RoboGeisha (2009)


Directed by: Niboru Iguchi

I’ve only just realised that I really hate low budget films that knowingly aim for cult status. I want good stories that are told on shoe string budgets, wonky scenery and fluffed lines. I want the genuinely bad, because it was unintentionally genuinely bad, not the “we’re being too clever for our own good” school of cult film making that knowingly makes a film bad. You know, the kind of directors who create buzz worthy set pieces that will be made into endlessly recycled Gif’s or feature in short videos put together by smart aleck’s with too much time on their hands (yes, even more time than it takes to write a movie review). The ridiculousness of acidic breast milk being fired from rubber nipples or shuriken’s being shooting out of somebody’s bottom. Lowest common denominator humour permeates RoboGeisha and means the film ends up becoming a campy mix of the more risqué elements of the ‘Carry On’ films alongside fights scenes that wouldn’t have looked out of place in ‘The Mighty Morphin Power Rangers’. I hope you now have a mental image of Barbara Windsor in the pink ranger outfit.

The opening of the film isn’t half bad. It’s nonsensical but you have to go with it. A politician gets attacked by a robot, she splits in half and not one put two assassins appear from her body, Russian doll style. Then Yoshie the RoboGeisha turns up to save the day. Arse kicking karate kicking chicks deliver powerful lines like “You touch my tits and frankly they’ll be a hole in your face”. It’s almost a modern take on Clark Gable’s classic line in ‘Gone with the Wind’. After taking care of the sinister threat Yoshie asks herself “What am I? A robot or a geisha?”


We then learn the origin story of the RoboGeisha, which begins in sibling rivalry. Yoshie is bullied at home by her older sister Kikue. Despite being incessant picked on she still loves her older sister. The pair are headhunted and then coerced into training as assassins for the evil Kageno Steel Corporation run by a malevolent Father and Son duo. The sisters are made to fight each other during one training drill, and Yoshie humiliates Kikue. Both end up getting mechanical implants to enhance their fighting skills, but whereas Kikue is all in when it comes to working for Kageno, Yoshie gets her head turned by a renegade group who tell her they’ve had family members kidnapped by the Corporation. The group make Yoshie aware about Kageno’s terrorist plans. Yoshie then faces a race against time to prevent a bomb getting dropped on Mount Fuji.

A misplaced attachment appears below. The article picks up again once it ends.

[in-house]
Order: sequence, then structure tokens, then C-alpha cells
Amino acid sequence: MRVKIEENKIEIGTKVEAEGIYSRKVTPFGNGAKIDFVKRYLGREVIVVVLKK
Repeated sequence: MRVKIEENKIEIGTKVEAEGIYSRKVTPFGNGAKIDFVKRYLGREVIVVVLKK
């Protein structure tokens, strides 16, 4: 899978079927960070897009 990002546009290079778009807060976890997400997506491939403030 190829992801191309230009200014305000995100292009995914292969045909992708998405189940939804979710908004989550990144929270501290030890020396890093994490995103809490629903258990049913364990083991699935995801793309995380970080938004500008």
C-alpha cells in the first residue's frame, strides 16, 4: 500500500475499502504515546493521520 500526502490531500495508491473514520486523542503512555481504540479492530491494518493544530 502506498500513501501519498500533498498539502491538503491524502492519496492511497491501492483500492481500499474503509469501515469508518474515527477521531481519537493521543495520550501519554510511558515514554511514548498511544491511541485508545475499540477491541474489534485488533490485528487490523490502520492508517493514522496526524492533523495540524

‘RoboGeisha’ isn’t a film suitable for any kind of deep critical analysis. You aren’t supposed to take it seriously, it’s one of those films that you tell your friends about, but not in the “you’ve got to see this because it’s brilliant” in an ironic way, but “for Christ’s sake watch this before the joke isn’t funny anymore”.

Since I’m a grouch, I didn’t really enjoy ‘RoboGeisha’ that much; the laughs all came in the opening scene. After that point I then became irritated and watched the rest of the movie with my arms folded, stuck in silence. There was not even a hint of a smile on my face as buildings bled, baddies got shrimps stuck in their eyes and Yoshie turned into a tank.


Robogeisha on IMDB


Martha Marcy May Marlene Marvelous Majestic Magnificent


I’m the kind of man susceptible to the charm of charismatic leader. Deep down I consider myself a vulnerable soul searching for some place to belong. In the past I’ve contemplated signing up to an Alpha Course and even going along to take a Personality Test in a Scientology Centre. I just want to feel part of something. Practically speaking I would be living rent free. There would be freshly grown food and kool aid.

The idea of a commune has also always appealed to me. Joining a ‘family’ that lives together outside society’s boring boundaries seems appealing. Trouble is human nature dictates that there would be a hierarchy, someone would assume a leadership role, would dominate and ultimately destroy any possibility of collective harmony.